The stadium known almost since its creation by the grandiose title of ‘Headquarters’ will be commandeered on Saturday week by the two most powerful tribes from the other side of the English Channel. Toulon and Clermont will stage a strictly French affair because between them they have seen off the best the Irish and English have to offer.
If it is anything like the last time France captured Twickenham, during the 1999 World Cup against New Zealand, it will be some occasion. The All Blacks, cruising towards the semi-finals at 24-10, conceded 33 points during 30 minutes of pure French magic.
The followers for this year’s finalists will come by the ten thousand, making it possibly the biggest invasion of England since the Norman Conquest. Like the Battle of Hastings in 1066, the one certainty about Saturday week is that the winner will come from the continent.
Leinster’s noble challenge down on the Mediterranean floated away on Ian Madigan’s fateful pass in extra-time. Twenty four hours earlier in Saint Etienne, England’s last hope, Saracens, succumbed to a solitary piece of Brock James ingenuity from Clermont during the first of two attritional semi-finals.
Toulon did the double over Ulster, Clermont did the same to Munster and then ran rings round the English champions, Northampton, before overpowering last year’s finalists, Saracens. Neutrals can only hope that after May 2 they are no longer the best club not to have conquered Europe.
After all the wrangling over the painful birth of the Champions Cup, organisers will want something more customer-friendly from the final. Toulon, one win away from a unique hat-trick of European titles, will settle for nothing more fancy than a barrage of Leigh Halfpenny penalties.
There have already been four all-French finals. The fifth, paradoxically, promises more of a pan-European flavour than any final, with a prop from Belguim (Vincent Debaty), a flanker from Portugal (Julien Bardy), a pair of Welsh backs (Jonathan Davies and Halfpenny), a few English emigres (notably the Armitage brothers), Georgian props and perhaps even an Italian. Between them, the French superpowers will bring a galaxy of stars from further afield — Canada, Australia, New Zealand, Fiji, Samoa, South Africa, Argentina and New Caledonia.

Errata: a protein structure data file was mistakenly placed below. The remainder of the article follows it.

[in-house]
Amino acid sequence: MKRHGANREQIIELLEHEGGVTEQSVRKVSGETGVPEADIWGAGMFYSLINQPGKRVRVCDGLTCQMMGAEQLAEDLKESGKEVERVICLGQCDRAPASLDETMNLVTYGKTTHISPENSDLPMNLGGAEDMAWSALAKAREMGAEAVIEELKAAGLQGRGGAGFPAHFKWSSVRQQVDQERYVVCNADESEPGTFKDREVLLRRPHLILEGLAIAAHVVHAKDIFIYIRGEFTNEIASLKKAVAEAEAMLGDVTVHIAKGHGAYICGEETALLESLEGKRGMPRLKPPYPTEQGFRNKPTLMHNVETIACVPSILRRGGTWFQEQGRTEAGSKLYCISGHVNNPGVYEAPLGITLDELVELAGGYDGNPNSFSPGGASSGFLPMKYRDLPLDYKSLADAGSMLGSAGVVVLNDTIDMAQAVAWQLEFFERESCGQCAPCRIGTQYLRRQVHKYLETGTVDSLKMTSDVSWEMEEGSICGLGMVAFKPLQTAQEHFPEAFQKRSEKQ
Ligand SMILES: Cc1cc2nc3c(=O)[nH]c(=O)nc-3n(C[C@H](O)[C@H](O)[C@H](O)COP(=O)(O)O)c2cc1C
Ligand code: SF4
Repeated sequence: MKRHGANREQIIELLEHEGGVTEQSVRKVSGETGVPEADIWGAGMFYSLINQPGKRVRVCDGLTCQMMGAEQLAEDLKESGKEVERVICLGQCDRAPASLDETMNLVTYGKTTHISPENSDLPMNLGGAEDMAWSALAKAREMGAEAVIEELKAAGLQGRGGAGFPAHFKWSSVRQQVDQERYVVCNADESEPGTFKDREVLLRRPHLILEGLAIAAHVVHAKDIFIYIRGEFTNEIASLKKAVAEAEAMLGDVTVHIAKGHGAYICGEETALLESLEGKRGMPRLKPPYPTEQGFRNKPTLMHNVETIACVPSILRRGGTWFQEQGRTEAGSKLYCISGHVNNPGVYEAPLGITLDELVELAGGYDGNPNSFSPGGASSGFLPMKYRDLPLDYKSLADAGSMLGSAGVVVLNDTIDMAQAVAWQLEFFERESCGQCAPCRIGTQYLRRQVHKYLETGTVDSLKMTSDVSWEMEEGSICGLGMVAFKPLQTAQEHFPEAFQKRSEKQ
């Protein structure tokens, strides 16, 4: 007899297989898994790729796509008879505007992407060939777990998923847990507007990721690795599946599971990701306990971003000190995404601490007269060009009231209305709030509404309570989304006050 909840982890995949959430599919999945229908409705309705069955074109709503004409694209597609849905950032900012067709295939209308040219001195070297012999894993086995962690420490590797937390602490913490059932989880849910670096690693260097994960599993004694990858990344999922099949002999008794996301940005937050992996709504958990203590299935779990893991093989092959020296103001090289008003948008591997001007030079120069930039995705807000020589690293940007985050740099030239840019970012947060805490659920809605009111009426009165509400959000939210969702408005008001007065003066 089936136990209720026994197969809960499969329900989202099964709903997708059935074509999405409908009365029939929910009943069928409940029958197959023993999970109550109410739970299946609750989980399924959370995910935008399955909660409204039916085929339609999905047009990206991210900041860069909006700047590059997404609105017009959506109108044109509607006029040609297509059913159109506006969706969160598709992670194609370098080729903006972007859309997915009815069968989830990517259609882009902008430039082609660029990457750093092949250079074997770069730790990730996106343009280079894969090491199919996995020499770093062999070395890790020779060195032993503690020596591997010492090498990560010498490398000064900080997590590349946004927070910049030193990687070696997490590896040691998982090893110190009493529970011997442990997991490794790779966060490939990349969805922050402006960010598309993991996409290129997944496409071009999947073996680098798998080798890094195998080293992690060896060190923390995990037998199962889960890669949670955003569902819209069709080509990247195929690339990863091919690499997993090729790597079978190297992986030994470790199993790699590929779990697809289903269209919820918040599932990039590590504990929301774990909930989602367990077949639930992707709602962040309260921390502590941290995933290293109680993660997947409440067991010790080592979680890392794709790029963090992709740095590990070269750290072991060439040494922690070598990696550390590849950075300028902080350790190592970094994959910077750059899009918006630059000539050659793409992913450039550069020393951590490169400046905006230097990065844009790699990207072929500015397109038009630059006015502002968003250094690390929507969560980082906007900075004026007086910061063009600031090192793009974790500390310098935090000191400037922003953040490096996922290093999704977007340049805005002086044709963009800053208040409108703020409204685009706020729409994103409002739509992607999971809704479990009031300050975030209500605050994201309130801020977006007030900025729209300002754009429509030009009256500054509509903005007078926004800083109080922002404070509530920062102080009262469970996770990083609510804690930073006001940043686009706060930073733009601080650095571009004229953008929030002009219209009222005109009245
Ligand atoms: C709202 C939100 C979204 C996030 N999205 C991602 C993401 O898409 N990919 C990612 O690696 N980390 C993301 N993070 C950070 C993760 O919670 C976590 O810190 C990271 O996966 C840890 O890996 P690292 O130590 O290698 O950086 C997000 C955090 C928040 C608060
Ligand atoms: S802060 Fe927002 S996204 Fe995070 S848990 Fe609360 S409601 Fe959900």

These are trying times for referees and TMO’s. The Italian referee Marius Mitrea and his Irish video man, Alan Rogan, got it hopelessly wrong when both failed to recognise Nick Williams’s assault on Welsh fly-half Rhys Patchell as a straight red.
Retrospective justice is better than no justice and while the Ulster back row forward has been banned until next season for his gratuitous violence, there is no substitute for punishing the crime at the scene. In that respect, Chris Ashton got away with it during Saturday’s semi-final at St Etienne.
When George Clancy from Limerick asked Simon McDowell from Larne to adjudicate on whether Napolioni Nalaga had scored in the corner, McDowell saw that Clermont’s Fijian was touch in-goal before grounding the ball and ruled accordingly. He said nothing about the video showing that Ashton, in his desperation to retrieve a desperate situation, had used an illegal tackle to prevent Nalaga scoring. Surely, it ought to have been a penalty try to Clermont and 10 minutes on the naughty chair for Ashton.
Saracens may have fallen cruelly short of a second successive final but when it comes to the endless quest for that extra motivational edge, there is nobody in Europe to touch them.
Those invited to address the squad included an 85-year-old woman, Renee Salt, a Holocaust survivor who related her experiences at Auschwitz and Belsen. She spoke shortly before Sarries won their make-or-break pool match against Munster.
Quite what that contributed to a result which left the perennial quarter-finalists twiddling their thumbs for the rest of the European campaign, nobody will ever know. But there must have been something in it because the English club’s Irish director of rugby, Mark McCall, treated his players to another speaker before the semi-final.
Jim McGuinness might not have come as far out of left-field as Renee, he might never have played rugby and the blinkered English professionals might not have heard of him. The Resurrection Man from Glenties knows an awful lot about winning ball games.
He transformed Donegal from serial losers into All-Ireland football champions and having worked wonders for his native county, Celtic took him on as their sports psychologist. So, too, did Paul McGinley in his capacity as Europe captain at last year’s Ryder Cup and look what happened to the Yanks.
According to Sarries’ Irish director of rugby McCall, McGuinness ‘captivated the players’ and inspired them. It wasn’t his fault if they failed narrowly to clear the biggest obstacle in the game but at least they were counted out on their feet.
They could have done with a little on-field help from another Donegal man — Dave Gallaher from Ramelton, captain of the original All Black invincibles more than a century ago.